My most recent disappointment involves a honeymoon couple whose flights to Saint Lucia I booked on American Airlines. The airline tickets were purchased at the end of April, and at the end of May we were notified that a schedule change would force my clients to stay overnight in Miami on their return trip.
Both my office and my clients have contacted American several times by telephone and by email. Our e-mails to American’s customer service office remain unanswered. When we spoke to American agents by telephone we were told that even though their schedule change caused the overnight, they would not compensate our clients.
We checked the American website for their policy on delays and found the following: “If the delay or cancellation was caused by events within our control and we do not get you to your final destination on the expected arrival day, we will provide reasonable overnight accommodations, subject to availability.”
After reading this, we contacted American. We were told that this policy does not apply to schedule changes and no further explanation was offered. American did say they would send my clients $100 in vouchers that could be used for future travel within the next year.
— Dora Bourgault, Cleveland
Answer: Airlines’ contracts of carriage and customer service plans delineate their policies and procedures, and reading through them can help you understand–and ask for–what you’re due if there’s trouble. But you have to make sure you’re quoting the relevant section to get satisfaction.
When Bourgault didn’t get the answers she wanted from American’s reservations agents, she and her clients turned to American’s customer service plan online. That was a good start. But she mixed up two clauses of that plan which spell out completely different scenarios, confusing flight delays and cancellations with schedule changes.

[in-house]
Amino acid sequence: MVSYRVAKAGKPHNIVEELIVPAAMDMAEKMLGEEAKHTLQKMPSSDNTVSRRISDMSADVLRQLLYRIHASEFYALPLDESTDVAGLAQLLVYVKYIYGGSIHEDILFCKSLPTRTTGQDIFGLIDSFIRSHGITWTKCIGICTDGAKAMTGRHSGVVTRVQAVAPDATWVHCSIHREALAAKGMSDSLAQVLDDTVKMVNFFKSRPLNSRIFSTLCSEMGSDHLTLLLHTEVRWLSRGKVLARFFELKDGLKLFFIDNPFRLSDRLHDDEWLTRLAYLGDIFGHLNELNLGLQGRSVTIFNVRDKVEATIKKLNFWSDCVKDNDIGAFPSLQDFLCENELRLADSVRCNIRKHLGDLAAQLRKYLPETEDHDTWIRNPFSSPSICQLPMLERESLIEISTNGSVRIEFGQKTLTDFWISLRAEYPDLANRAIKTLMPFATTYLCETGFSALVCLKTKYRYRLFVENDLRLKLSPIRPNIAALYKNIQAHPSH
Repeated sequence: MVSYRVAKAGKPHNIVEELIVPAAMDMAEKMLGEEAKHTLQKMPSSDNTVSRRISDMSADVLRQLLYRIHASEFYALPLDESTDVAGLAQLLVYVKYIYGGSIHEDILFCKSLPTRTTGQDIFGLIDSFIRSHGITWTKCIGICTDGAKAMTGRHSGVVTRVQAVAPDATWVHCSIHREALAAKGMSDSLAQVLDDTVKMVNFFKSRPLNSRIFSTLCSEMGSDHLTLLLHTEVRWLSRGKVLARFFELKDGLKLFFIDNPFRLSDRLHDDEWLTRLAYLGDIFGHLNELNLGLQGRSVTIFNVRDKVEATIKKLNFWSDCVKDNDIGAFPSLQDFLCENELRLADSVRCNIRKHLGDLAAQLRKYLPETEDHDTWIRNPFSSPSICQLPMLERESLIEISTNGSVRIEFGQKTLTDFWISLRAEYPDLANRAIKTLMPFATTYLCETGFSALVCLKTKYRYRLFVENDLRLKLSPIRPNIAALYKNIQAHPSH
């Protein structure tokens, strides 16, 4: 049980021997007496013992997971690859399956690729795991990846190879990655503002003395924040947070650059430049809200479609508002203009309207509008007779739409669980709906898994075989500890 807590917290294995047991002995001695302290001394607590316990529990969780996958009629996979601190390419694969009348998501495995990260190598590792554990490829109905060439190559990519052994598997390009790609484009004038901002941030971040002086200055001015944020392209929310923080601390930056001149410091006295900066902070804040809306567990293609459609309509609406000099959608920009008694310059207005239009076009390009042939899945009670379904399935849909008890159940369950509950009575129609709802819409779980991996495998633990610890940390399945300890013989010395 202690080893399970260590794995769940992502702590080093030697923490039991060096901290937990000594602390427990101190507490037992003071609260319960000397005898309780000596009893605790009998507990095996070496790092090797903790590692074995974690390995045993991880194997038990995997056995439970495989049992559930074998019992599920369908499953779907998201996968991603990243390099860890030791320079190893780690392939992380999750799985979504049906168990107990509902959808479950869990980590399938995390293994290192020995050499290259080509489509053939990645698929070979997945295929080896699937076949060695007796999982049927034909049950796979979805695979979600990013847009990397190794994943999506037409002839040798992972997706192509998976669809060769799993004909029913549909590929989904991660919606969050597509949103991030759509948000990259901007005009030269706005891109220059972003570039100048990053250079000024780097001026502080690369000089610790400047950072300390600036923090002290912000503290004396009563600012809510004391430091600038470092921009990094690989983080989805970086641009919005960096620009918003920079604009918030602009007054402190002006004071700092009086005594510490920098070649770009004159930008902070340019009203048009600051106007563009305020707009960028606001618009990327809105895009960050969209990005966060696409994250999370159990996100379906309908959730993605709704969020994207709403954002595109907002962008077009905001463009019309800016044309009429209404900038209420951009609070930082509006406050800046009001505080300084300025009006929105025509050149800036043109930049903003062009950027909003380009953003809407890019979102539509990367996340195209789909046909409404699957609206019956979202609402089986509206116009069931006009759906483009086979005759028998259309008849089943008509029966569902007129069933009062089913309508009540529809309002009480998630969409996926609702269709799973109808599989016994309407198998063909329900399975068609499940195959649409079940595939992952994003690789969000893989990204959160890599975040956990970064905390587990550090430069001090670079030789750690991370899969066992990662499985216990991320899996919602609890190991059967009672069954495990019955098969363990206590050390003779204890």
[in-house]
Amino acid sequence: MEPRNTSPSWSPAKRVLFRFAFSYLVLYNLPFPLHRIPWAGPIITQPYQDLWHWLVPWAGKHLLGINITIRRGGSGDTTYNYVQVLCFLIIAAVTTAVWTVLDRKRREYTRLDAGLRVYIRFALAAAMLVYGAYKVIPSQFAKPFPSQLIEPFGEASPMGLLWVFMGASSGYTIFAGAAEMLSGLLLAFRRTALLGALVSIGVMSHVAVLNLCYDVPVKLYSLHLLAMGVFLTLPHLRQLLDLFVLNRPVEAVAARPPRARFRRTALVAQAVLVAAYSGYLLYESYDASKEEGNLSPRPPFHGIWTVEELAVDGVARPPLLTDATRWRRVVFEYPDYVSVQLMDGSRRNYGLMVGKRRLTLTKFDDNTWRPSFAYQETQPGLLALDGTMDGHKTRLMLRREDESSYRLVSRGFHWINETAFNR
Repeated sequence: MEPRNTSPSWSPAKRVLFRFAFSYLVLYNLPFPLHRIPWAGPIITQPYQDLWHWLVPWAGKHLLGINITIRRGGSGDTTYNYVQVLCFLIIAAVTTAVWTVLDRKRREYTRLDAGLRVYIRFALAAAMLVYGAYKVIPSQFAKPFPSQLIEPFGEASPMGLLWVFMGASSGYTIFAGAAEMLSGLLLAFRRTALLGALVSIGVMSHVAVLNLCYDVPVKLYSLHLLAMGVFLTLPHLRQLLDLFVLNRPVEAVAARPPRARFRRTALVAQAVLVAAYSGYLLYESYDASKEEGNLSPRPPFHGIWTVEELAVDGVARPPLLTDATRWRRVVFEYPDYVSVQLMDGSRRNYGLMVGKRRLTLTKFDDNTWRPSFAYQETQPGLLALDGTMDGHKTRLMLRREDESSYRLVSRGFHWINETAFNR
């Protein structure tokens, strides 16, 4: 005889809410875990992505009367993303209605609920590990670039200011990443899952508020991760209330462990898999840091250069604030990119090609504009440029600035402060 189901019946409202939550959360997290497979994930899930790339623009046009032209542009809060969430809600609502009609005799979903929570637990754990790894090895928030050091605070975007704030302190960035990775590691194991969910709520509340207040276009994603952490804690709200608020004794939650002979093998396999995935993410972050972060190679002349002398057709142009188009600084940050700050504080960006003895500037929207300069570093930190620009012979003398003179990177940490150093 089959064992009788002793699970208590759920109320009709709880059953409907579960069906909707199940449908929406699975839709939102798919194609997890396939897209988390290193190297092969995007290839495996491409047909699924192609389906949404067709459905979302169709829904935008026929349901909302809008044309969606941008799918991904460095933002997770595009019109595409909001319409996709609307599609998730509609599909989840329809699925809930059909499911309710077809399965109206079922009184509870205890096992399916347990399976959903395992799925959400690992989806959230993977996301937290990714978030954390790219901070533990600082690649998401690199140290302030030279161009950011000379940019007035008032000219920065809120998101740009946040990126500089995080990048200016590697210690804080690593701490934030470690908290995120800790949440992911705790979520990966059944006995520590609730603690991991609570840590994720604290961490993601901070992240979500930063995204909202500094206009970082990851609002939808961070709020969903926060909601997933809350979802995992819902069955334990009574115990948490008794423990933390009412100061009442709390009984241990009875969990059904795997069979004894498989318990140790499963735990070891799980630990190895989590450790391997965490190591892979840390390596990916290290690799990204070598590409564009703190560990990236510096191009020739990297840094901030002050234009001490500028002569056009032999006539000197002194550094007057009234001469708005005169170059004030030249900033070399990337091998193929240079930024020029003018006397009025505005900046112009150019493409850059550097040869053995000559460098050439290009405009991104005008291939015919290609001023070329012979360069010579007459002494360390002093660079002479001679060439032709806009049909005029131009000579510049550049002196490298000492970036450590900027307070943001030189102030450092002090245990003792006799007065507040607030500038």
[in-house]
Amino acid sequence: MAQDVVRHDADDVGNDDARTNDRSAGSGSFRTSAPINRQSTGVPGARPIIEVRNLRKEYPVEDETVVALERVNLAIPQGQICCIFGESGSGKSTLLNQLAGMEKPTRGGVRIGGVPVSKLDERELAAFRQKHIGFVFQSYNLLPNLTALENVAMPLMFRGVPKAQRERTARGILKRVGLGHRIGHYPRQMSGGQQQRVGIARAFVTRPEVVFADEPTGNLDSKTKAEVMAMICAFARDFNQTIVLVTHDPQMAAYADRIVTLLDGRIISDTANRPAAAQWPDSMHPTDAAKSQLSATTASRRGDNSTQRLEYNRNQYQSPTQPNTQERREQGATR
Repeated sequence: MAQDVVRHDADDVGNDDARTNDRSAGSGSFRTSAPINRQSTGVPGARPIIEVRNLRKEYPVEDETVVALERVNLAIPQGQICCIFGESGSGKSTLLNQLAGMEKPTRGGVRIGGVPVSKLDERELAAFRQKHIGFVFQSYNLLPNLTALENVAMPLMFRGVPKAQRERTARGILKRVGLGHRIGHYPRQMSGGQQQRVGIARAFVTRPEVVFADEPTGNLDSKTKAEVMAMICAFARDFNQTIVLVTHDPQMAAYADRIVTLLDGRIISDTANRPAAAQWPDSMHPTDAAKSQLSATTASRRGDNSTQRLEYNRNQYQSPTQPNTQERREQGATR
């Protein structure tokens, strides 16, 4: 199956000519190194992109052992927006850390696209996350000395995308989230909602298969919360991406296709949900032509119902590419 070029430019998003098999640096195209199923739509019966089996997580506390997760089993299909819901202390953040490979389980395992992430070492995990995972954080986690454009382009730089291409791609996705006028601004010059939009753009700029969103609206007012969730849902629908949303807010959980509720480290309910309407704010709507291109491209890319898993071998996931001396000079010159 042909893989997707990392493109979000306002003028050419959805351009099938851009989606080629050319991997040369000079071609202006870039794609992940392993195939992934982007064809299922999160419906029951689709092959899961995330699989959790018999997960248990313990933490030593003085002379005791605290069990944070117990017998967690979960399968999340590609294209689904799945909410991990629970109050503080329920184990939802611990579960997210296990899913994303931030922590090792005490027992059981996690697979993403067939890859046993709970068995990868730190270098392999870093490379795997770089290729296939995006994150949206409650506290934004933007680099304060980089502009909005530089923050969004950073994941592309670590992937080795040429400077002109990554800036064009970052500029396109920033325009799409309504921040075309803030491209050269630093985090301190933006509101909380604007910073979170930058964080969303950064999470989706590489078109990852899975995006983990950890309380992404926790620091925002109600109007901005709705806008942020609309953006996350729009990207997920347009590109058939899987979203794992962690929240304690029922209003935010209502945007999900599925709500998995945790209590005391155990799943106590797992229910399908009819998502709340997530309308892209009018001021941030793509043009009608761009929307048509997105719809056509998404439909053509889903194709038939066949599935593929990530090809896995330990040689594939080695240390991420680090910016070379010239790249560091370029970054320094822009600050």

When flights are delayed or canceled, airlines may have some responsibility to assist customers. Depending on the airline, it may pay for your hotel room if you’re stuck for the night, plus give you meal vouchers and telephone calling cards, but only if the problem was something under the carrier’s control. There are no federal requirements that airlines do anything for its delayed passengers; that’s when it’s helpful to check the contract of carriage to know your rights.
But a schedule change is another matter entirely. An airline ticket is an agreement to transport you from point A to point B, but not always according to schedule. American’s contract of carriage puts it this way: “American will endeavor to carry you and your baggage with reasonable dispatch, but times shown in timetables or elsewhere are not guaranteed and form no part of this contract.”
Airlines change their schedules all the time. Most of the time, changes are relatively inconsequential; a few minutes’ shift in arrival or departure times typically don’t affect most fliers. Sometimes, though, a schedule change will wreak havoc on your plans, whether that means preventing you from making a connecting flight or simply cutting into your hard-earned vacation time.